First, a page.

New offender identity checks to better protect New Zealanders

  • Amy Adams

Comprehensive reforms are being introduced to strengthen how frontline agencies verify the identity of offenders and share that info across public protection agencies, Justice Minister Amy Adams said today.

The Enhancing Identity Verification and Border Processes Legislation Bill has been introduced to Parliament to improve the safety of New Zealanders by streamlining how agencies work together to establish the identity of offenders and ensure their sentences are properly carried out.

Ms Adams said the reforms form part of a wider Government response to the Smith/Traynor Inquiry, which called for a step change in the way identity is verified and shared in the justice sector.

“This Bill delivers on that step-change by moving away from name-based records held by individual agencies to a shared, anchor identity based on unalterable information, such as fingerprints and facial recognition. It also gives agencies access to the drivers’ licence photo database and birth, death and marriages information. These changes only apply to those offenders and mental health patients subject to the criminal justice system,” says Ms Adams.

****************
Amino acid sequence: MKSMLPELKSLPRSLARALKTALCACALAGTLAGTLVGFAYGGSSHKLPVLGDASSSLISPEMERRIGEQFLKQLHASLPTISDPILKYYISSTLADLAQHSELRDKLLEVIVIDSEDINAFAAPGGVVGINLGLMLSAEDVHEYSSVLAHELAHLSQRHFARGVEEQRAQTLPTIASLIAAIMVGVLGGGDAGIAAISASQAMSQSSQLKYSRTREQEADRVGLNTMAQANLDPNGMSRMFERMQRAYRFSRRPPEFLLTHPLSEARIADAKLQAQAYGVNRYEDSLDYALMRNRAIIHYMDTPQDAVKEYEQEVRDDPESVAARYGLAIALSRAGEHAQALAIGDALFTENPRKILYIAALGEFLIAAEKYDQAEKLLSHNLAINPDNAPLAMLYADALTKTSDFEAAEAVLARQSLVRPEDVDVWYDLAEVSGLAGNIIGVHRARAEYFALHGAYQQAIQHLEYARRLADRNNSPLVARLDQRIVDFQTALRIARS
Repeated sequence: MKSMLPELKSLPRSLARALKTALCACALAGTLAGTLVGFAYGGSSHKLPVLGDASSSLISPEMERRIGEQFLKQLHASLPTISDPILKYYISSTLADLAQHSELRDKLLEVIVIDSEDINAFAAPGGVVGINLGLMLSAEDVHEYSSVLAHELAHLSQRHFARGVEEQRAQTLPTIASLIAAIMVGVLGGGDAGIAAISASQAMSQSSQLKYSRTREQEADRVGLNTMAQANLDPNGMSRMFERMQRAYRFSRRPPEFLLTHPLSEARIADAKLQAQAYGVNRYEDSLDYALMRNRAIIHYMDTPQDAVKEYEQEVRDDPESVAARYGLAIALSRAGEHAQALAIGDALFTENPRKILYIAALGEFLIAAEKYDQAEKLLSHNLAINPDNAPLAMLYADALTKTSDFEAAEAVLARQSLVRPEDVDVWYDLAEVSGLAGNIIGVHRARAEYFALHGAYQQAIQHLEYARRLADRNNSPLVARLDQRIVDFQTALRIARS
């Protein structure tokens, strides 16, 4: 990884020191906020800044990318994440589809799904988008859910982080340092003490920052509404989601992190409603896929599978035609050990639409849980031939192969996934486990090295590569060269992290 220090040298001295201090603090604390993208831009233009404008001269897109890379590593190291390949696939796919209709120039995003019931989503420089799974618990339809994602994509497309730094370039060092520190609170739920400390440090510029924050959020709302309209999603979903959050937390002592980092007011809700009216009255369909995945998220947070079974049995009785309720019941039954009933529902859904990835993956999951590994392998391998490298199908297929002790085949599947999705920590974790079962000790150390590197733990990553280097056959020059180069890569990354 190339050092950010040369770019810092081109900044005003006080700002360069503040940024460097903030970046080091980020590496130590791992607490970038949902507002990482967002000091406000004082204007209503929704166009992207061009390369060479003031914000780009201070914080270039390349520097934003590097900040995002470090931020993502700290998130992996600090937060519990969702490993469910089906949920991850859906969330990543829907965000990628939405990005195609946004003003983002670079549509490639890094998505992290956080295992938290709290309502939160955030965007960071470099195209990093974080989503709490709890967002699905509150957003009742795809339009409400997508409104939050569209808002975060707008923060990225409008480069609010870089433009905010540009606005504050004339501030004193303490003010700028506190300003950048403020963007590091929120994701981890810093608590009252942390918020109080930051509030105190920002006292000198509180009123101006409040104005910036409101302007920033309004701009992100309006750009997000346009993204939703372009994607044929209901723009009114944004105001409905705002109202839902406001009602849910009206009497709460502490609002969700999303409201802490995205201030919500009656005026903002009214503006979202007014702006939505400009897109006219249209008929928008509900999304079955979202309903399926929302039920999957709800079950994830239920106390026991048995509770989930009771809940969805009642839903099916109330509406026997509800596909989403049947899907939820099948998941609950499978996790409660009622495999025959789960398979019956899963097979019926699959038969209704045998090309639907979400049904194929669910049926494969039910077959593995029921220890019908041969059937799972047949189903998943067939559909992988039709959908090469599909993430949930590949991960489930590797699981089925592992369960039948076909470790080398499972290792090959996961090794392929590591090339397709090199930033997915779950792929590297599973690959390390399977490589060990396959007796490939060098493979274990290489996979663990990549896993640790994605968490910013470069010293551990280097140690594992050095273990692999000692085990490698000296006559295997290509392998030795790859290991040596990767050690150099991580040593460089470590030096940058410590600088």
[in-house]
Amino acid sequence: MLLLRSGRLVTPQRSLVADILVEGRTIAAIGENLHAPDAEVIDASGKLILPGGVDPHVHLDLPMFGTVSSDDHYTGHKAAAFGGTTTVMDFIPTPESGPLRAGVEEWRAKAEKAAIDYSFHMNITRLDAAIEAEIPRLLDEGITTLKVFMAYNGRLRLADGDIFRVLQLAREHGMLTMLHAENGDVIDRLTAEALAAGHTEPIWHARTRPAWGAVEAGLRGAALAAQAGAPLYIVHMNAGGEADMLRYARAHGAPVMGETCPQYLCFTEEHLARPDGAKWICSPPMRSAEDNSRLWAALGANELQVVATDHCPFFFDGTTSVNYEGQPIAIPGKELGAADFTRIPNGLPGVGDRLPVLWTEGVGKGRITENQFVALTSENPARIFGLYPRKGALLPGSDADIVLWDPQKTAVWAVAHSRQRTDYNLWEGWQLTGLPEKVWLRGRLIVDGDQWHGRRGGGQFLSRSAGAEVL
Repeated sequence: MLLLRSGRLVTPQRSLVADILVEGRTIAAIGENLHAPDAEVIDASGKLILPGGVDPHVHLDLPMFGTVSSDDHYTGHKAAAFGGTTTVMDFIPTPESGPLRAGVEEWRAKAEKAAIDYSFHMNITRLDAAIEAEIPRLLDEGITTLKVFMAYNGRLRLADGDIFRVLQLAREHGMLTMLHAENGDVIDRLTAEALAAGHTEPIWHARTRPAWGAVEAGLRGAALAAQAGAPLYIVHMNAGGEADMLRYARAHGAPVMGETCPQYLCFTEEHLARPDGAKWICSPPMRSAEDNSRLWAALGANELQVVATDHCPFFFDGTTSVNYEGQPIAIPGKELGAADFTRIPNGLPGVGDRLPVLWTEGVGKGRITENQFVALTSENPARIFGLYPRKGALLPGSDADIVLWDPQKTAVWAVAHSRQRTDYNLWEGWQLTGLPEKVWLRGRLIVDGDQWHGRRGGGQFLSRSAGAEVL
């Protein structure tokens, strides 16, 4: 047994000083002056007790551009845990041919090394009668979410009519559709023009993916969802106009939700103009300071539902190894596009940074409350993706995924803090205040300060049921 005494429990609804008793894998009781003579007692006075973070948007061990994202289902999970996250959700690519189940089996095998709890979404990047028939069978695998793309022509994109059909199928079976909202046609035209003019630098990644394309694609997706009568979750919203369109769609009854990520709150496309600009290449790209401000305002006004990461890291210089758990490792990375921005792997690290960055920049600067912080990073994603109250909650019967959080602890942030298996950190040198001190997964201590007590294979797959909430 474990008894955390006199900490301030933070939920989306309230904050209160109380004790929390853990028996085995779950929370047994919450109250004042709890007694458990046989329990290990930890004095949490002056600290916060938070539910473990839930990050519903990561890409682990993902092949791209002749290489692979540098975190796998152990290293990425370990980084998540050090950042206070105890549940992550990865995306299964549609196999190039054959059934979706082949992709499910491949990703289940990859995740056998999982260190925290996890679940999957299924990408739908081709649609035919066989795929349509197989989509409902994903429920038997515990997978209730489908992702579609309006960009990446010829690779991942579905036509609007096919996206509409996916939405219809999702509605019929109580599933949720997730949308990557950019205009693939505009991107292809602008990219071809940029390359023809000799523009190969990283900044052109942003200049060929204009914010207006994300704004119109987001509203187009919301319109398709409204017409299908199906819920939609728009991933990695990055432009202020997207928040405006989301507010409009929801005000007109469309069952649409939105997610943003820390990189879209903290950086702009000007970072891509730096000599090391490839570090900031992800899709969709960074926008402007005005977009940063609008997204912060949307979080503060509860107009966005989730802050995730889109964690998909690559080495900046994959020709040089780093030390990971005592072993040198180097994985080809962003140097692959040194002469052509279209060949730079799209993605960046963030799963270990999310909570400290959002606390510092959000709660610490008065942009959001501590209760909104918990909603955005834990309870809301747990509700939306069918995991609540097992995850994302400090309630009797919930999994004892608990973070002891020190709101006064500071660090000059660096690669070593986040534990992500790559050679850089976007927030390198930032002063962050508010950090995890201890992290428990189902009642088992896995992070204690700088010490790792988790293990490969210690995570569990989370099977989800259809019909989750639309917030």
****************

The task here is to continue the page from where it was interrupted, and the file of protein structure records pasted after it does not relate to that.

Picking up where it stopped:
“We’re acting to keep the public safe from some of our worst offenders through ensuring that high-risk individuals cannot leave New Zealand without permission or hide who they are through the use of multiple aliases.

“The public quite rightly expect the Government to be able to share this sort of information to protect them from harm.

“This Bill will authorise justice, identity and border agencies to create a consistent platform to verify identity of offenders and mental health patients subject to the criminal justice system, and share that information in an efficient way. For example, Police will be able to get real-time identity information from Corrections about a dangerous offender who is unaccounted for and Customs will know instantly if an absconder tries to leave New Zealand.”

“The move towards a single shared record of photos, fingerprints and facial recognition will equip our law and border enforcement agencies with the best tools in identifying offenders and absconders,” says Ms Adams.

“The Bill also includes built-in safeguards against inappropriate sharing by providing clear parameters for the circumstances in which information can be shared.”

Alongside the existing privacy protections outlined in the Privacy Act, these parameters include limiting information that can be shared to identity information and only certain named agencies can share that information in specified circumstances.